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John Brown
Birth: May 9, 1800
Torrington
Litchfield County
Connecticut, USA
Death: Dec. 2, 1859
Charles Town
Jefferson County
West Virginia, USA

American Abolitionist, Folk Figure. He advocated and practiced armed insurrection as a means to end all slavery. He led the Pottawatomie Massacre in 1856 in Bleeding Kansas and made his name in the unsuccessful raid at Harpers Ferry in 1859. President Abraham Lincoln said he was a "misguided fanatic" and Brown has been called "the most controversial of all 19th-century Americans." His attempt in 1859 to start a liberation movement among enslaved African Americans in Harpers Ferry, Virginia electrified the nation. He was tried for treason against the state of Virginia, the murder of five proslavery Southerners, and inciting a slave insurrection and was subsequently hanged. Southerners alleged that his rebellion was the tip of the abolitionist iceberg and represented the wishes of the Republican Party. Historians agree that the Harpers Ferry raid in 1859 escalated tensions that a year later led to secession and the American Civil War. Brown first gained attention when he led small groups of volunteers during the Bleeding Kansas crisis. Unlike most other Northerners, who still advocated peaceful resistance to the pro-slavery faction, Brown demanded violent action in response to Southern aggression. Dissatisfied with the pacifism encouraged by the organized abolitionist movement, he reportedly said "These men are all talk. What we need is action - action!" During the Kansas campaign he and his supporters killed five pro-slavery southerners in what became known as the Pottawatomie Massacre in May 1856, in response to the raid of the "free soil" city of Lawrence. In 1859 he led a raid on the federal armory at Harpers Ferry, Virginia (in modern-day West Virginia). During the raid, he seized the armory; seven people (including a free black) were killed, and ten or more were injured. He intended to arm slaves with weapons from the arsenal, but the attack failed. Within 36 hours, Brown's men had fled or been killed or captured by local farmers, militiamen, and U.S. Marines led by Robert E. Lee. Brown's subsequent capture by federal forces, his trial for treason to the state of Virginia, and his execution by hanging in Charles Town, Virginia were an important part of the origins of the American Civil War, which followed sixteen months later. When Brown was hanged after his attempt to start a slave rebellion in 1859, church bells rang, minute guns were fired, large memorial meetings took place throughout the North, and famous writers such as Emerson and Thoreau joined many Northerners in praising Brown. (bio courtesy of: Wikipedia)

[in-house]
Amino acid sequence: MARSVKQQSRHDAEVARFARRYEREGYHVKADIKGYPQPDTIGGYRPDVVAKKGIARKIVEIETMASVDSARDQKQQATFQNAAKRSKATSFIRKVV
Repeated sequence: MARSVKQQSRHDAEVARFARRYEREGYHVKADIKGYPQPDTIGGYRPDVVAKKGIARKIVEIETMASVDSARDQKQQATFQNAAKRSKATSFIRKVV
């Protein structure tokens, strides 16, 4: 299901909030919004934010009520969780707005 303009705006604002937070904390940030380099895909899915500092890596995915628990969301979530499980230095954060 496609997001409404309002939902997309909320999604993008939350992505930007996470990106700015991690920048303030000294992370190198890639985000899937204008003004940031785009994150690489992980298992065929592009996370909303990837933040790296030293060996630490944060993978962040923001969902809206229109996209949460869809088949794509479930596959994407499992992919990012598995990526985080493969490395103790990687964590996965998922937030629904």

Family links: 
 Parents:
  Owen Brown (1771 - 1856)
  Ruth Mills Brown (1772 - 1808)
 
 Spouses:
  Dianthe Lusk Brown (1801 - 1832)
  Mary Ann Day Brown (1816 - 1884)
 
 Children:
  John Brown (1821 - 1895)*
  Jason Brown (1823 - 1912)*
  Owen Brown (1824 - 1889)*
  Ruth Brown Thompson (1829 - 1904)*
  Frederick Brown (1830 - 1856)*
  Watson Brown (1835 - 1859)*
  Salmon Brown (1836 - 1919)*
  Oliver Brown (1839 - 1859)*
  Sarah Brown (1846 - 1916)*
  Ellen Brown Fablinger (1854 - 1917)*
 
 Siblings:
  John Brown (1800 - 1859)
  John Brown (1800 - 1859)*
  Fredrick Brown (1807 - 1877)*
 
*Calculated relationship

Cause of death: Executed by hanging
 
Burial:
John Brown Farm Grounds
North Elba
Essex County
New York, USA
 
Maintained by: Find A Grave
Record added: Jan 01, 2001
Find A Grave Memorial# 137
John Brown
Added by: ronald deavy (Inactive)
 
John Brown
Added by: Arthur Koykka
 
John Brown
Added by: William M. Morod
 
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- R I P
 Added: Nov. 14, 2014
What a great man, you and your children. I wish that I could have been with you. As much as I try and read, I canot understand slaverly. Isnt greed a sin in the Bible? The same Bible that they said blacks were put in Earth to serve whites? Im sorry for yo...(Read more)
- Andrew
 Added: Nov. 3, 2014
Your serviceis very much appreciated.
-Anonymous
 Added: Aug. 16, 2014
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Current ranking for this person: (4.4 after 251 votes)
 

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